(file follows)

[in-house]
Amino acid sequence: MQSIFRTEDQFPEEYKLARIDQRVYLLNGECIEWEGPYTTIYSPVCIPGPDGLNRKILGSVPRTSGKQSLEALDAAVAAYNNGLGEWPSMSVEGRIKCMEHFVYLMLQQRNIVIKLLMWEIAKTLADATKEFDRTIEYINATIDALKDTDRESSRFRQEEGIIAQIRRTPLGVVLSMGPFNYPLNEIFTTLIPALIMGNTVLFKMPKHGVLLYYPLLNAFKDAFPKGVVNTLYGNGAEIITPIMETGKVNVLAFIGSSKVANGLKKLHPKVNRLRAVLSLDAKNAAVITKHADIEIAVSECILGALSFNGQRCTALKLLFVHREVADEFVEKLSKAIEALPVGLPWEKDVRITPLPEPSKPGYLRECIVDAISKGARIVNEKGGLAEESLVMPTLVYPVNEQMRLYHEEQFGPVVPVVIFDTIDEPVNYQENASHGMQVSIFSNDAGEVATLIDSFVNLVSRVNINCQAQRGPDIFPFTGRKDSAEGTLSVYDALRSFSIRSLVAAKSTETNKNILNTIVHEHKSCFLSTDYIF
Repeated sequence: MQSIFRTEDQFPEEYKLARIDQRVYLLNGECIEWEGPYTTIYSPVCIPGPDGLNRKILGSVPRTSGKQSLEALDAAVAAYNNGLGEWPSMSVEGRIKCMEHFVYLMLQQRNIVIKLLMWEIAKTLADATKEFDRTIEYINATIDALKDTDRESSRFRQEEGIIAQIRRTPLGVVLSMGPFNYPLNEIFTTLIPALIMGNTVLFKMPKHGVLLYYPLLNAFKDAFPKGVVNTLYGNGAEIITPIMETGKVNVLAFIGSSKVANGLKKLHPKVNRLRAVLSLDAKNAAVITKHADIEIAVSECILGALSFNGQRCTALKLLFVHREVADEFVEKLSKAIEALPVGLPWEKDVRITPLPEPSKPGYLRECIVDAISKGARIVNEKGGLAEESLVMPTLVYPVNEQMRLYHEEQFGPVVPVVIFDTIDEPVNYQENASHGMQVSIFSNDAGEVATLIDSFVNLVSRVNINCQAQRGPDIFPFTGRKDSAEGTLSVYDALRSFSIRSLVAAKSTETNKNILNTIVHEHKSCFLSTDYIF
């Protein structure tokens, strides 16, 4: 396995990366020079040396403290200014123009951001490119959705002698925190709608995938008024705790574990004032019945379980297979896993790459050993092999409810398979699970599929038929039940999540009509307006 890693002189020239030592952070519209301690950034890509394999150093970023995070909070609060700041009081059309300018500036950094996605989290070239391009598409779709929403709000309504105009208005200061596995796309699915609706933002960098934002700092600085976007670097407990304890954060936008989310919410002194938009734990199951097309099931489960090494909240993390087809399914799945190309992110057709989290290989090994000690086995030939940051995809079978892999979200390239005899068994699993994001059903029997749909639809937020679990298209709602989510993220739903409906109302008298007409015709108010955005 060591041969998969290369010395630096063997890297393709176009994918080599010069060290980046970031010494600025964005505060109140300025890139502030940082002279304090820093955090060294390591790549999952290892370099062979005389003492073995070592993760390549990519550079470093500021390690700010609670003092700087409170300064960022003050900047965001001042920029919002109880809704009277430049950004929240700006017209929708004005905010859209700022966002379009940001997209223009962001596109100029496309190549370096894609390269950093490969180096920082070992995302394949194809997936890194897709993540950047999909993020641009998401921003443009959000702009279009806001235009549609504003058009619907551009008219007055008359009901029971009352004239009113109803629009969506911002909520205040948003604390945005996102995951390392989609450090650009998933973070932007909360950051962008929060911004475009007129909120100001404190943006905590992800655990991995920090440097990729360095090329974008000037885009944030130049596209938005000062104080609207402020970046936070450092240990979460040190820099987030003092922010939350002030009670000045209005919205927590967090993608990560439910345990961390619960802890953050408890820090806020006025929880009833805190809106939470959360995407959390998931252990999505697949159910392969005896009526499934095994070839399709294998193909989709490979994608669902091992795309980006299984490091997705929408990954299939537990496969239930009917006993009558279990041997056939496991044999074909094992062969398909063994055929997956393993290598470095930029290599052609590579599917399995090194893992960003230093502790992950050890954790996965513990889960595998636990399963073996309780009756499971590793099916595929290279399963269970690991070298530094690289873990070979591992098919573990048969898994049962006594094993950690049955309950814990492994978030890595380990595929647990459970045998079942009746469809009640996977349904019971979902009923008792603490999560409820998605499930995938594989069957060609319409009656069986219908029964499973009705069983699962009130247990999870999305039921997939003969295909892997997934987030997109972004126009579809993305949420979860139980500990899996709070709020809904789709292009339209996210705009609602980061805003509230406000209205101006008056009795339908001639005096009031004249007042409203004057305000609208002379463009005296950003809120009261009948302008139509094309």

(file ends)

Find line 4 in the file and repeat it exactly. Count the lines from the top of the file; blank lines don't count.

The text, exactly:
């Protein structure tokens, strides 16, 4: 396995990366020079040396403290200014123009951001490119959705002698925190709608995938008024705790574990004032019945379980297979896993790459050993092999409810398979699970599929038929039940999540009509307006 890693002189020239030592952070519209301690950034890509394999150093970023995070909070609060700041009081059309300018500036950094996605989290070239391009598409779709929403709000309504105009208005200061596995796309699915609706933002960098934002700092600085976007670097407990304890954060936008989310919410002194938009734990199951097309099931489960090494909240993390087809399914799945190309992110057709989290290989090994000690086995030939940051995809079978892999979200390239005899068994699993994001059903029997749909639809937020679990298209709602989510993220739903409906109302008298007409015709108010955005 060591041969998969290369010395630096063997890297393709176009994918080599010069060290980046970031010494600025964005505060109140300025890139502030940082002279304090820093955090060294390591790549999952290892370099062979005389003492073995070592993760390549990519550079470093500021390690700010609670003092700087409170300064960022003050900047965001001042920029919002109880809704009277430049950004929240700006017209929708004005905010859209700022966002379009940001997209223009962001596109100029496309190549370096894609390269950093490969180096920082070992995302394949194809997936890194897709993540950047999909993020641009998401921003443009959000702009279009806001235009549609504003058009619907551009008219007055008359009901029971009352004239009113109803629009969506911002909520205040948003604390945005996102995951390392989609450090650009998933973070932007909360950051962008929060911004475009007129909120100001404190943006905590992800655990991995920090440097990729360095090329974008000037885009944030130049596209938005000062104080609207402020970046936070450092240990979460040190820099987030003092922010939350002030009670000045209005919205927590967090993608990560439910345990961390619960802890953050408890820090806020006025929880009833805190809106939470959360995407959390998931252990999505697949159910392969005896009526499934095994070839399709294998193909989709490979994608669902091992795309980006299984490091997705929408990954299939537990496969239930009917006993009558279990041997056939496991044999074909094992062969398909063994055929997956393993290598470095930029290599052609590579599917399995090194893992960003230093502790992950050890954790996965513990889960595998636990399963073996309780009756499971590793099916595929290279399963269970690991070298530094690289873990070979591992098919573990048969898994049962006594094993950690049955309950814990492994978030890595380990595929647990459970045998079942009746469809009640996977349904019971979902009923008792603490999560409820998605499930995938594989069957060609319409009656069986219908029964499973009705069983699962009130247990999870999305039921997939003969295909892997997934987030997109972004126009579809993305949420979860139980500990899996709070709020809904789709292009339209996210705009609602980061805003509230406000209205101006008056009795339908001639005096009031004249007042409203004057305000609208002379463009005296950003809120009261009948302008139509094309």